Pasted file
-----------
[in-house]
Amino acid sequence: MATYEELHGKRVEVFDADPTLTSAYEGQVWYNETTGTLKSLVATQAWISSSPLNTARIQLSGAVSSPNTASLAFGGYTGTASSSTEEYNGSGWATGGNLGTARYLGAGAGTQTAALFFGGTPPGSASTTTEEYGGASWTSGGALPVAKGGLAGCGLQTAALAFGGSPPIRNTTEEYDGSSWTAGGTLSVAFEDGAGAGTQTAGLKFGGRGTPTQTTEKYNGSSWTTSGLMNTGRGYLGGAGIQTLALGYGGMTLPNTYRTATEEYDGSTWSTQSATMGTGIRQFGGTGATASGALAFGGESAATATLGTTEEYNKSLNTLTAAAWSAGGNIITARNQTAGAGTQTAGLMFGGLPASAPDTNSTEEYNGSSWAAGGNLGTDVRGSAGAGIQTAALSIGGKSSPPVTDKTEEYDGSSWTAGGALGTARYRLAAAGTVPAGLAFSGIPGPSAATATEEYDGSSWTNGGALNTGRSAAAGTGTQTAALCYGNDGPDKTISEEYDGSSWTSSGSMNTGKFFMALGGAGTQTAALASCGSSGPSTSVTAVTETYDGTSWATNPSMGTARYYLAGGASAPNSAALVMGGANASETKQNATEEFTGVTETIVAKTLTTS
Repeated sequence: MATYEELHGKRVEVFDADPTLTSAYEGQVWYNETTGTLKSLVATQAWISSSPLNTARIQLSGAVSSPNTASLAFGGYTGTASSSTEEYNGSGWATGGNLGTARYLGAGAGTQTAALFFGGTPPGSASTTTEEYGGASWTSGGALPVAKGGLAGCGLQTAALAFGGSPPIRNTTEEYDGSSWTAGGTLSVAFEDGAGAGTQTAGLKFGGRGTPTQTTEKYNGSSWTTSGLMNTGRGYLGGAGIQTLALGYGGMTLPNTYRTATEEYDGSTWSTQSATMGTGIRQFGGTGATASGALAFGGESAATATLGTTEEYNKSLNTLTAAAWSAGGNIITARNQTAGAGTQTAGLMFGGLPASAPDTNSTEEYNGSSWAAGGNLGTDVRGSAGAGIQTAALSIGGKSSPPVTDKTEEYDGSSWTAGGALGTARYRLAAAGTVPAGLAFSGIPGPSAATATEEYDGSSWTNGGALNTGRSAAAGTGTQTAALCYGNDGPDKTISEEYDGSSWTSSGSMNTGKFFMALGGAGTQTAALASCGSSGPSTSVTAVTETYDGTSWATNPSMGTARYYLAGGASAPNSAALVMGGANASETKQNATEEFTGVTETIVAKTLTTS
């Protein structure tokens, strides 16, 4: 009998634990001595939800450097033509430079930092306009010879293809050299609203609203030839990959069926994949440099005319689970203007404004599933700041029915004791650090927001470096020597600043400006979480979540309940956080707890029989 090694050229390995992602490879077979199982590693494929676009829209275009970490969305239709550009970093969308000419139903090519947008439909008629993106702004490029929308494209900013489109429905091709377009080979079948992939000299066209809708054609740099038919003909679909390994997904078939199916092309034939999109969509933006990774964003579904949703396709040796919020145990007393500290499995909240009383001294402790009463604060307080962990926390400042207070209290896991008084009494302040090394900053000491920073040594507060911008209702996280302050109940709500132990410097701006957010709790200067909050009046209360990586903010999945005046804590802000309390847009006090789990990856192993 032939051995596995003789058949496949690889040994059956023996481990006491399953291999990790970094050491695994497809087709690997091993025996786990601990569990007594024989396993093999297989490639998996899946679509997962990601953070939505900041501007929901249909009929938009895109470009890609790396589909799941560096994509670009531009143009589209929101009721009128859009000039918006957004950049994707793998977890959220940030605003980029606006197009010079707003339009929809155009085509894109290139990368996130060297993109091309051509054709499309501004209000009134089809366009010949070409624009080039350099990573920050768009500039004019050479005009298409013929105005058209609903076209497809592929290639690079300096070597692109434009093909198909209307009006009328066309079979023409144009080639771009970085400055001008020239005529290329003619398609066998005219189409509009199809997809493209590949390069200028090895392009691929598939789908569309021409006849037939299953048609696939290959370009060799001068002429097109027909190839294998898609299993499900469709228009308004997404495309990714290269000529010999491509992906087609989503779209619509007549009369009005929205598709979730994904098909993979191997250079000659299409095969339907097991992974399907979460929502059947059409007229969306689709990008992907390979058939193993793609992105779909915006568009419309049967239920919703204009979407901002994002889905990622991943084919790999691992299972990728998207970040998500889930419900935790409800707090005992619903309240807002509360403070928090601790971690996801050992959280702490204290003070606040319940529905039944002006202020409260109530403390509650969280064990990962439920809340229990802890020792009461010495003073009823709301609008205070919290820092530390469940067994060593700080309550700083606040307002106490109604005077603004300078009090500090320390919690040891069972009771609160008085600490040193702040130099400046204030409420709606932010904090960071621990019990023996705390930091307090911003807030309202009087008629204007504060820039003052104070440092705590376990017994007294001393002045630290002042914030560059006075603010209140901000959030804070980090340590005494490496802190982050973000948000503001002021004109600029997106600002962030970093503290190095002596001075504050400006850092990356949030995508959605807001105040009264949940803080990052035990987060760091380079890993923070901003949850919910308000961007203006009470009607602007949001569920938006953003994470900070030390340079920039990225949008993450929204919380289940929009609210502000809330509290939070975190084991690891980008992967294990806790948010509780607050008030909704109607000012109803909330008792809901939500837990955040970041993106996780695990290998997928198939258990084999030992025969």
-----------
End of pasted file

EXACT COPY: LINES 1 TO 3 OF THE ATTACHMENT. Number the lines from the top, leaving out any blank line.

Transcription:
[in-house]
Amino acid sequence: MATYEELHGKRVEVFDADPTLTSAYEGQVWYNETTGTLKSLVATQAWISSSPLNTARIQLSGAVSSPNTASLAFGGYTGTASSSTEEYNGSGWATGGNLGTARYLGAGAGTQTAALFFGGTPPGSASTTTEEYGGASWTSGGALPVAKGGLAGCGLQTAALAFGGSPPIRNTTEEYDGSSWTAGGTLSVAFEDGAGAGTQTAGLKFGGRGTPTQTTEKYNGSSWTTSGLMNTGRGYLGGAGIQTLALGYGGMTLPNTYRTATEEYDGSTWSTQSATMGTGIRQFGGTGATASGALAFGGESAATATLGTTEEYNKSLNTLTAAAWSAGGNIITARNQTAGAGTQTAGLMFGGLPASAPDTNSTEEYNGSSWAAGGNLGTDVRGSAGAGIQTAALSIGGKSSPPVTDKTEEYDGSSWTAGGALGTARYRLAAAGTVPAGLAFSGIPGPSAATATEEYDGSSWTNGGALNTGRSAAAGTGTQTAALCYGNDGPDKTISEEYDGSSWTSSGSMNTGKFFMALGGAGTQTAALASCGSSGPSTSVTAVTETYDGTSWATNPSMGTARYYLAGGASAPNSAALVMGGANASETKQNATEEFTGVTETIVAKTLTTS
Repeated sequence: MATYEELHGKRVEVFDADPTLTSAYEGQVWYNETTGTLKSLVATQAWISSSPLNTARIQLSGAVSSPNTASLAFGGYTGTASSSTEEYNGSGWATGGNLGTARYLGAGAGTQTAALFFGGTPPGSASTTTEEYGGASWTSGGALPVAKGGLAGCGLQTAALAFGGSPPIRNTTEEYDGSSWTAGGTLSVAFEDGAGAGTQTAGLKFGGRGTPTQTTEKYNGSSWTTSGLMNTGRGYLGGAGIQTLALGYGGMTLPNTYRTATEEYDGSTWSTQSATMGTGIRQFGGTGATASGALAFGGESAATATLGTTEEYNKSLNTLTAAAWSAGGNIITARNQTAGAGTQTAGLMFGGLPASAPDTNSTEEYNGSSWAAGGNLGTDVRGSAGAGIQTAALSIGGKSSPPVTDKTEEYDGSSWTAGGALGTARYRLAAAGTVPAGLAFSGIPGPSAATATEEYDGSSWTNGGALNTGRSAAAGTGTQTAALCYGNDGPDKTISEEYDGSSWTSSGSMNTGKFFMALGGAGTQTAALASCGSSGPSTSVTAVTETYDGTSWATNPSMGTARYYLAGGASAPNSAALVMGGANASETKQNATEEFTGVTETIVAKTLTTS